We both love Colt Express. But I thought it was aimed at the kid market, so assumed this was a Kinderspiel nominee. It’s not!
And we just picked up Machi Koro this past weekend and so far the family has been loving it. My daughter, who just turned five (HAPPY BIRTHDAY!), was really enjoying this. It will take a few more plays before she fully gets it but it’s a great math exercise buried under a cute, fun game. This is exactly the kind of thing educational gamemakers should strive for. We touch on that a bit this episode, but that’s a whole conversation unto itself.
Have not played The Game, although W. Eric Martin over at Board Game Geek gives it high praise so it’ll have to be added to the Endless List of Fantastic Games Not Yet Bought.
GAMES WE’VE BEEN PLAYING
Since we took a family trip to Seattle we stopped in at the EMP and checked out the Indie Game Revolution space they’ve set up. The pitch they give is:
Learn how a new breed of gamers are leaving their mark on gaming history at EMP’s Indie Game Revolution. Featuring the stories of more than forty independent video game developers, designers, coders, composers, and critics, EMP presents a dynamic, immersive space inviting you to witness the present and future of gaming as it unfolds.
And we had loads of fun. Far more than viewing the Star Wars costumes they had, which only the five year old appreciated. Because she loves Vader. And Daleks. I think I’m going to have to worry about her teenage years.
The games we really enjoyed were Nidhogg which the 7 year old LOVED. Maybe it’s because he got to chase me around with a sword and make me spurt 8-bit blood all over. Maybe because it seemed so senseless and silly and it appealed to the absurdist in him. Either way, it was his favourite.
My favourite, which we all enjoyed quite a lot, was Lovers in a Dangerous Spacetime which will be put out by Toronto-based Asteroid Base games. It’s not out yet, but it is such great co-op fun that we’re really looking forward to it. Here’s their blurb, check out their website for video:
Lovers in a Dangerous Spacetime is a frantic 1- or 2-player couch co-op action game coming to Xbox One and Steam (PC + Mac). Explore a colourful galaxy in a massive neon battleship that you control together by manning turrets, lasers, shields and thrusters. Only through teamwork can you triumph over evil robots, rescue kidnapped space bunnies, and avoid a vacuumy demise. Deep space is a dangerous place, but you don’t have to face it alone!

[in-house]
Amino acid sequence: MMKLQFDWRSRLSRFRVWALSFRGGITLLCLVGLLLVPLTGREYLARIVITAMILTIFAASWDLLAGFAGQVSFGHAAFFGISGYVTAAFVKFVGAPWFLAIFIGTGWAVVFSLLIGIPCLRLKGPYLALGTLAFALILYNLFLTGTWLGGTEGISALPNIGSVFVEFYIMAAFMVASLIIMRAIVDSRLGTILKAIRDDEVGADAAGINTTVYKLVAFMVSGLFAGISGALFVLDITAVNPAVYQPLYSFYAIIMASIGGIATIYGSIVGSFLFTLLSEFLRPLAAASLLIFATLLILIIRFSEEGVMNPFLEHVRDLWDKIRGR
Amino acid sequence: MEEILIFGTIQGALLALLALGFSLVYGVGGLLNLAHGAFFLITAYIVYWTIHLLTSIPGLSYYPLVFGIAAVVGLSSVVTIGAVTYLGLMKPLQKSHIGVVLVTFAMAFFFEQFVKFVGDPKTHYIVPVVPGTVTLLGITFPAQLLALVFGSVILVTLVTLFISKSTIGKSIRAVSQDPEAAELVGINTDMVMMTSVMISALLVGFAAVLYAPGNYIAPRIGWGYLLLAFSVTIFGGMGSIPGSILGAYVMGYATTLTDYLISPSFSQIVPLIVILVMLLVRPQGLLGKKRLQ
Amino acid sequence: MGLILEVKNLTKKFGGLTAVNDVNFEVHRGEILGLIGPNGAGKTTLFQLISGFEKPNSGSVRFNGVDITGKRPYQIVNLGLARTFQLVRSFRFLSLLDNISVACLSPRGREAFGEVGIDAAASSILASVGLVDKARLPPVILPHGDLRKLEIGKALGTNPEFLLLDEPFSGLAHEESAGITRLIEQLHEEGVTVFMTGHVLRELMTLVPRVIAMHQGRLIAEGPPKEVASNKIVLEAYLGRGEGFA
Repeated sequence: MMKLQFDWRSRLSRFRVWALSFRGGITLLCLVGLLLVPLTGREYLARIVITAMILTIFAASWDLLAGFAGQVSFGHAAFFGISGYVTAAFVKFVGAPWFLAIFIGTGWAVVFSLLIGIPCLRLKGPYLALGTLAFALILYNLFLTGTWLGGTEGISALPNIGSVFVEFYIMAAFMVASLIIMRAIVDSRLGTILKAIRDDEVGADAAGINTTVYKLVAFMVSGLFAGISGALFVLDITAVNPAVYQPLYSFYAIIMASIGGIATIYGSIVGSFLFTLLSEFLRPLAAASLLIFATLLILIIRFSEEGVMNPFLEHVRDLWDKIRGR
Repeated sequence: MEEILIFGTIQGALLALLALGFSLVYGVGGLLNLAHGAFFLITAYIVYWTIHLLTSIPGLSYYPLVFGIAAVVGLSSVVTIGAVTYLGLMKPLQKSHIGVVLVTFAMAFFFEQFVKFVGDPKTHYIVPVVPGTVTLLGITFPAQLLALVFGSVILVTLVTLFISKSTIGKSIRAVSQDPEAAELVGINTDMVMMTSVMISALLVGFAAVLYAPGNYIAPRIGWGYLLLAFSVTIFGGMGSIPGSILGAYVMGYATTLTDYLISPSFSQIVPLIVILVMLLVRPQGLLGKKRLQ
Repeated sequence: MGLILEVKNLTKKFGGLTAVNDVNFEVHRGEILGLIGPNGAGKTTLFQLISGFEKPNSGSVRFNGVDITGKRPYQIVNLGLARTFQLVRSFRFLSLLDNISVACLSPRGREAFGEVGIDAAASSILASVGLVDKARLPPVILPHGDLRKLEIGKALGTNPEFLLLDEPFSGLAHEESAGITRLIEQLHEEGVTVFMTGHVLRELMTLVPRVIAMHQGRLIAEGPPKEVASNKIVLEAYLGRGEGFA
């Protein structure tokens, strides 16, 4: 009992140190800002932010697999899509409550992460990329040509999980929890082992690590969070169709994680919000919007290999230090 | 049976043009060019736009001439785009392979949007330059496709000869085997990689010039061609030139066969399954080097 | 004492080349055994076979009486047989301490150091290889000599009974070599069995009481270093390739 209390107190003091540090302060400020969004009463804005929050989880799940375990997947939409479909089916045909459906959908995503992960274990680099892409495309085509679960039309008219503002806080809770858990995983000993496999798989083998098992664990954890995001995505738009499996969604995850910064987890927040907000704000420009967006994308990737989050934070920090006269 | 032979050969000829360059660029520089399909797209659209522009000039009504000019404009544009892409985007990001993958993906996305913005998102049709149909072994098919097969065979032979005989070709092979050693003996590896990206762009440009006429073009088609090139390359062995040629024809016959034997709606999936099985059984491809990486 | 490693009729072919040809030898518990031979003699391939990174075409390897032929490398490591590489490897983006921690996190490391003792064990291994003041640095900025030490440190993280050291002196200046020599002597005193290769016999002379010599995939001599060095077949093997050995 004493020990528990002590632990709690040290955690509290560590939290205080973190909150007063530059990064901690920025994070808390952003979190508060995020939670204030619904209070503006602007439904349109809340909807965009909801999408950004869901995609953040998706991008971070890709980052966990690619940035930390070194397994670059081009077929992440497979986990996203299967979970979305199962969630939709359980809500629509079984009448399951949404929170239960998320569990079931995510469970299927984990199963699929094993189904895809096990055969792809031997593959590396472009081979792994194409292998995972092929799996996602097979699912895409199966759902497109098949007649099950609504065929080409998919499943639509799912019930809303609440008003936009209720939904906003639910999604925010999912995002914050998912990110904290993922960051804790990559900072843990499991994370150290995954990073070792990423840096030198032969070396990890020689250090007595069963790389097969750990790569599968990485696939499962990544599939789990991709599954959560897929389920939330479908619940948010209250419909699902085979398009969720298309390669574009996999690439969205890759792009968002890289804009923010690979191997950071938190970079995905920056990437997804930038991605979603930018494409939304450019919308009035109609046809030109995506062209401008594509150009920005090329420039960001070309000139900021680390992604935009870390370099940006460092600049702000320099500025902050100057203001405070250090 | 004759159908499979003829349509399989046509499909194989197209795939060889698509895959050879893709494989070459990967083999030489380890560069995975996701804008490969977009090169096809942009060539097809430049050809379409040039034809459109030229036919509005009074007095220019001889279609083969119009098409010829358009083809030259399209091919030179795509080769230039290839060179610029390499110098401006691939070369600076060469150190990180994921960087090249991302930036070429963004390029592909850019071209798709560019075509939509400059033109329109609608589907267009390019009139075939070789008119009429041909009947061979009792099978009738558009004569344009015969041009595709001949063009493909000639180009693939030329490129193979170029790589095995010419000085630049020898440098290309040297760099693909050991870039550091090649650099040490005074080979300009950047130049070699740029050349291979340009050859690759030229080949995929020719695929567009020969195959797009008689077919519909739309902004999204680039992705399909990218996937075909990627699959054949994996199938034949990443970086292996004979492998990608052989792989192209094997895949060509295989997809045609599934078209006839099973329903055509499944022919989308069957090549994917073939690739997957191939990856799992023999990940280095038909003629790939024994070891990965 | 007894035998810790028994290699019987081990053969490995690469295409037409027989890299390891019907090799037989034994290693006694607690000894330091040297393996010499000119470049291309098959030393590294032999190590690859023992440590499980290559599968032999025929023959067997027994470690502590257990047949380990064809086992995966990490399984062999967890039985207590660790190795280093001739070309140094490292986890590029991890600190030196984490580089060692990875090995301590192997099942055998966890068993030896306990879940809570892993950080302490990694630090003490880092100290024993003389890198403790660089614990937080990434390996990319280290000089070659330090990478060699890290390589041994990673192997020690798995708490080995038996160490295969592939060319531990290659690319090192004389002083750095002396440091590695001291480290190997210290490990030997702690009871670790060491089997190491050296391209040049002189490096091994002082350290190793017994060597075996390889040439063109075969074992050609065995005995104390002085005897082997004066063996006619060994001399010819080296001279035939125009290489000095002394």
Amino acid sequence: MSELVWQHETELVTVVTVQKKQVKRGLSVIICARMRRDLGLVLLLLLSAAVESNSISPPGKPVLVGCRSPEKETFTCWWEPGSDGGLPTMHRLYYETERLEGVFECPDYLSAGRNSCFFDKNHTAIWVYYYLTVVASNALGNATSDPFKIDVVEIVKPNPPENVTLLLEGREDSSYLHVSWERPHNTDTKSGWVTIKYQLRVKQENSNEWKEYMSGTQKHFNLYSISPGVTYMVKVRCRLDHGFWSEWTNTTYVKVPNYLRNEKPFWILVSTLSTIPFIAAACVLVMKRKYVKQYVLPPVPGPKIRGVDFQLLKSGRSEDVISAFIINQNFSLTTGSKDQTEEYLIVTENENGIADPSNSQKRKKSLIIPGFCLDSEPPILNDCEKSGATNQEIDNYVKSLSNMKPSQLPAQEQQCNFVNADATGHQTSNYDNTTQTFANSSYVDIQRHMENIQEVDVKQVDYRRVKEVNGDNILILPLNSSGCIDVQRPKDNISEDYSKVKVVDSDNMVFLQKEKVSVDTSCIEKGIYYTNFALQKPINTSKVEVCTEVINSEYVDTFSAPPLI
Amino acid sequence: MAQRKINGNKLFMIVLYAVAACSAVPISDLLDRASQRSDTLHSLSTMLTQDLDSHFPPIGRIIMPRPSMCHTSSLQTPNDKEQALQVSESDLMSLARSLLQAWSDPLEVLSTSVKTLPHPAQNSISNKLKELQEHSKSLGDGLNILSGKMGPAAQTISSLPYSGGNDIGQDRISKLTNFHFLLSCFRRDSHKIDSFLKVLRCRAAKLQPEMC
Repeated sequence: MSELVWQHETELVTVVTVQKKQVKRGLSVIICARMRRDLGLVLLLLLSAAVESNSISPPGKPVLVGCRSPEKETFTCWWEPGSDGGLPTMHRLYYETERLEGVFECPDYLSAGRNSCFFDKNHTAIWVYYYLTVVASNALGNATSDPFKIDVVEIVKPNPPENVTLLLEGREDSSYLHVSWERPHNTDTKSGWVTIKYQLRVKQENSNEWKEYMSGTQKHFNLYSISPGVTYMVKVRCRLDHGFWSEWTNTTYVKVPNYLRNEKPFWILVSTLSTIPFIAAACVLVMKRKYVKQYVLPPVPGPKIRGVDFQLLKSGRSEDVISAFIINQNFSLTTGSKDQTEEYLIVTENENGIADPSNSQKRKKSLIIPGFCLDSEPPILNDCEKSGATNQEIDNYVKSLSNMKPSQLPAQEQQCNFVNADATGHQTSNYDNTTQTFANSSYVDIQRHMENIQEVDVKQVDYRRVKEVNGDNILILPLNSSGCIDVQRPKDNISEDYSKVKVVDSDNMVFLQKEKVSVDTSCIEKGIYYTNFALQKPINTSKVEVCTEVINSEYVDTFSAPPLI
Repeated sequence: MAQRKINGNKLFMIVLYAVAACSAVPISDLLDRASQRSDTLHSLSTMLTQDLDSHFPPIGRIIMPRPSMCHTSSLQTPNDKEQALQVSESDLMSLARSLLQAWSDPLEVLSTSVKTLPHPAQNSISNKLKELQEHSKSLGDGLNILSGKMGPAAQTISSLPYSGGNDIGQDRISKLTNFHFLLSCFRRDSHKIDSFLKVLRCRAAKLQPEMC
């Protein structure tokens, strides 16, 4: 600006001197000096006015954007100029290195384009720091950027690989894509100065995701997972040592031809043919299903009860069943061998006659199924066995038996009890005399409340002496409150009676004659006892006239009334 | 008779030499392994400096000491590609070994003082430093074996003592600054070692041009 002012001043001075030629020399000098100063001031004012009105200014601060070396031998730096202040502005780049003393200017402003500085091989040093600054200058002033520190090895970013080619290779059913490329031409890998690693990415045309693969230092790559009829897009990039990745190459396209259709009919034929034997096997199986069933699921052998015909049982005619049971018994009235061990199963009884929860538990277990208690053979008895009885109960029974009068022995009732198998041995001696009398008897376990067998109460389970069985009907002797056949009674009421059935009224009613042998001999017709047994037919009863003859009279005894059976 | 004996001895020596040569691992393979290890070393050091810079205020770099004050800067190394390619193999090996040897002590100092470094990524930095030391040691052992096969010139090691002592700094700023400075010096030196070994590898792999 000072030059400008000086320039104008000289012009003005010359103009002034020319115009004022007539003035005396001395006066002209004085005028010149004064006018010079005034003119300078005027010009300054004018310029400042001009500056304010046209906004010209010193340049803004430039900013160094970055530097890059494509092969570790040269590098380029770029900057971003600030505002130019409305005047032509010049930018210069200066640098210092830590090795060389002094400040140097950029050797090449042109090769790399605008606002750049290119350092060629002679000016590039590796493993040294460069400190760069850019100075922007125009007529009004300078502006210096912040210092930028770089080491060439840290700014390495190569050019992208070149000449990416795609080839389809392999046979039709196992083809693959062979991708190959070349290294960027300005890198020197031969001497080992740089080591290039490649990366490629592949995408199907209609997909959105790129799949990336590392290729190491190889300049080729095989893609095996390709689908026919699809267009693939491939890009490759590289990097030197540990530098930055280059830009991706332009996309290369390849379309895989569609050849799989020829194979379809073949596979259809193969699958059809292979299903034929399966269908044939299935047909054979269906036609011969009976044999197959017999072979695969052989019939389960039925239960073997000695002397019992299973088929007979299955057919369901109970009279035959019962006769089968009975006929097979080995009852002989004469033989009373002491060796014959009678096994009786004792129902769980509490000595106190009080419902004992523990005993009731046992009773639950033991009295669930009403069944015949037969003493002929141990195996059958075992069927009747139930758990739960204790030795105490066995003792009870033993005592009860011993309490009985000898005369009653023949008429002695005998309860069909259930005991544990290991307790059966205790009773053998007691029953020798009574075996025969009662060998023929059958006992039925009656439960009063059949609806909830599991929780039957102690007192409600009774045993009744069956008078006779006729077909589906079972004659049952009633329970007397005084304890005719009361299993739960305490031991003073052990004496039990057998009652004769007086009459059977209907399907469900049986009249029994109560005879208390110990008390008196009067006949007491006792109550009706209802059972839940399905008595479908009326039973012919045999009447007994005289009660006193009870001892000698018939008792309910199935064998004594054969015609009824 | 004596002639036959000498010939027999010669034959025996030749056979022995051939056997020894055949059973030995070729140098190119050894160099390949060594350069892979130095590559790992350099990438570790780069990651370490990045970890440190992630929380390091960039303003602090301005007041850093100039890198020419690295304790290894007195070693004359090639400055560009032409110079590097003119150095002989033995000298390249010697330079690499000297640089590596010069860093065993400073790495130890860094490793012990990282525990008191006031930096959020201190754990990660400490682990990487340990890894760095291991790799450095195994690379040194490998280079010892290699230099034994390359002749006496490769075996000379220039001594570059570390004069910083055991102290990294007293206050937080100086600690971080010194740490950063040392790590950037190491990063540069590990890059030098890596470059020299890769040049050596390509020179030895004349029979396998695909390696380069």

And one of the most impressive that my daughter and wife were engrossed by is Never Alone. It is simply gorgeous and the minute you get into it you are absorbed. On their site they say:
We paired world class game makers with Alaska Native storytellers and elders to create a game which delves deeply into the traditional lore of the Iñupiat people to present an experience like no other. Never Alone is our first title in an exciting new genre of “World Games” that draw fully upon the richness of unique cultures to create complex and fascinating game worlds for a global audience.
The gameplay is simple, but having your characters perform actions like bracing against the oncoming wind really sucks you in. This is a game that makes you think a lot about the potential for games to communicate bigger ideas, to bridge cultures and make us think outside of ourselves. We loved it and want more like this.
A few others I’m looking forward to trying more of include The Floor is Jelly which is basically what it sounds like but with great sounds and lovely graphics and less rats than you’d imagine because of all the jelly everywhere, as well as The Bridge which is a sketchy looking puzzly game (as in the drawing style is sketch-like). There were a bunch of other games, all worth checking out.
There was also conversation about the idea of Indie Gaming, the development process, etc etc etc which I wanted to get into but my kids couldn’t care less about that when there is fun to be had. At the end of it there are amazing games being made by tiny studios and this is the joyous age of gaming we live in. And if it all goes well our kids will never know it was any other way. So if you’re around the Seattle area check that out, and if not check out their site to watch videos and learn more.
GAMES WE HAVEN’T PLAYED BUT WILL TALK ABOUT
This episode we also chat about Evolution, which neither of us have played but which gave James a knee-jerk response and got us thinking about education and gaming.
ON THE TABLE
We also talk about Friedemann Friese’s Friday, which is helping my son practice negative number math. Learning buried in games!
And Jeff is looking forward to some competitive Dice Masters and D&D: Attack Wing which we’ll hopefully hear about next episode, if he doesn’t die from the deep, deep cold while waiting for Arctic Scavengers.